The verse, “Everything will perish save His countenance,”(28:88) points to the fourth step.
A brief explanation of these four steps is as follows:
As the verse, “Therefore, do not justify yourselves” suggests, it is to not purify the soul. For on account of his nature and innate disposition, man loves himself. Indeed, he loves himself before anything else, and only himself. He sacrifices everything other than himself to his own soul. He praises himself in a manner befitting some object worthy of worship. He absolves and exonerates himself from faults in the same way. As far as he possibly can, he does not see faults as being appropriate for him, and does not accept them. He defends himself passionately as though worshipping himself. Even, using on himself the members and faculties given him as part of his nature in order to praise and glorify the True Object of Worship, he displays the meaning of the verse,
“Who takes as his god his own desires.”(25:43; 45:23)
He considers himself, he relies on himself, he fancies himself. Thus, his purification and cleansing at this stage, in this step, is to not purify himself; it is not to absolve himself.
As the verse, “And be not like those who forget God, and He therefore makes them forget their own selves” teaches, man is oblivious of himself and not aware of himself. If he thinks of death, it is in relation to others. If he sees transience and decline, he does not attribute them to himself. His evil-commanding soul demands that when it comes to inconvenience and service of others, he forgets himself, but when it comes to receiving his recompense, and to benefits and enjoyment, he thinks of himself and takes his own part fervently. His purification, cleansing, and training at this stage is the reverse of this. That is to say, when oblivious of himself, it is not to be oblivious. That is, to forget himself when it comes to pleasure, and ambition and greed, and to think of himself when it comes to death and service of others.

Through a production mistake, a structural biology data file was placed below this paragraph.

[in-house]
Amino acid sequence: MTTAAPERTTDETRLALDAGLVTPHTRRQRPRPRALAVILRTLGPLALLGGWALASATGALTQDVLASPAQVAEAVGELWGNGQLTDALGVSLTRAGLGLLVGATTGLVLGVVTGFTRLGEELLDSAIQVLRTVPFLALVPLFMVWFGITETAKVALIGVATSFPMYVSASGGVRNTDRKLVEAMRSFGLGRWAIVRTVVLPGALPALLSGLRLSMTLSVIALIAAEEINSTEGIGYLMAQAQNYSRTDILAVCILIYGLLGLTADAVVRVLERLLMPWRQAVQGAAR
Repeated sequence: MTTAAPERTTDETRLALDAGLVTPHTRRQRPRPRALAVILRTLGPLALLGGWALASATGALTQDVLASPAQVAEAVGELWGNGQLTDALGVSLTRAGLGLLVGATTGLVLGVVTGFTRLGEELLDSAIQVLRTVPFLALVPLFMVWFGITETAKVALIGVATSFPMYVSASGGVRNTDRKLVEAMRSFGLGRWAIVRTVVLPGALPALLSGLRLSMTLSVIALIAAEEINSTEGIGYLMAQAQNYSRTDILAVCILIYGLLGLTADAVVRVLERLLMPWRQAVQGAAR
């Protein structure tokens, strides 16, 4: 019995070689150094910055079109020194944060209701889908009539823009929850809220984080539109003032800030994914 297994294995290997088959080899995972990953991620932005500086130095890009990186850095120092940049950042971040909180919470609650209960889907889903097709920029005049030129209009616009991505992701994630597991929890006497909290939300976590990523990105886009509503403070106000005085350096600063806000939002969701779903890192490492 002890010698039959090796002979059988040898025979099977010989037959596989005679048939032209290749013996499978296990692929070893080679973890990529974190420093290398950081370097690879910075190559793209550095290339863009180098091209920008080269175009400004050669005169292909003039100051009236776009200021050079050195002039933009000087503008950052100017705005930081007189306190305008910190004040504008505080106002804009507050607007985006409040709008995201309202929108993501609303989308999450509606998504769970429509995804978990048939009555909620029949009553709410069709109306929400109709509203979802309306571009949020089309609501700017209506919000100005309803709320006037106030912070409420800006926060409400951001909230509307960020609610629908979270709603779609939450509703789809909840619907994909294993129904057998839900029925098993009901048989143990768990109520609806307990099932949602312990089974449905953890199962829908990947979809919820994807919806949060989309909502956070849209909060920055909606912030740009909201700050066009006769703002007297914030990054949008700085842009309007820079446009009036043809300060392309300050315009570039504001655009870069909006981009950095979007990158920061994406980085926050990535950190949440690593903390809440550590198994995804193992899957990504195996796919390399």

As the verse, “Whatever good happens to you is from God, but whatever evil befalls you is from yourself” teaches, the nature of the evil-commanding soul demands that it always considers goodness to be from itself and it becomes vain and conceited. Thus, at this step, a person sees only faults, defects, impotence, and poverty in himself, and understands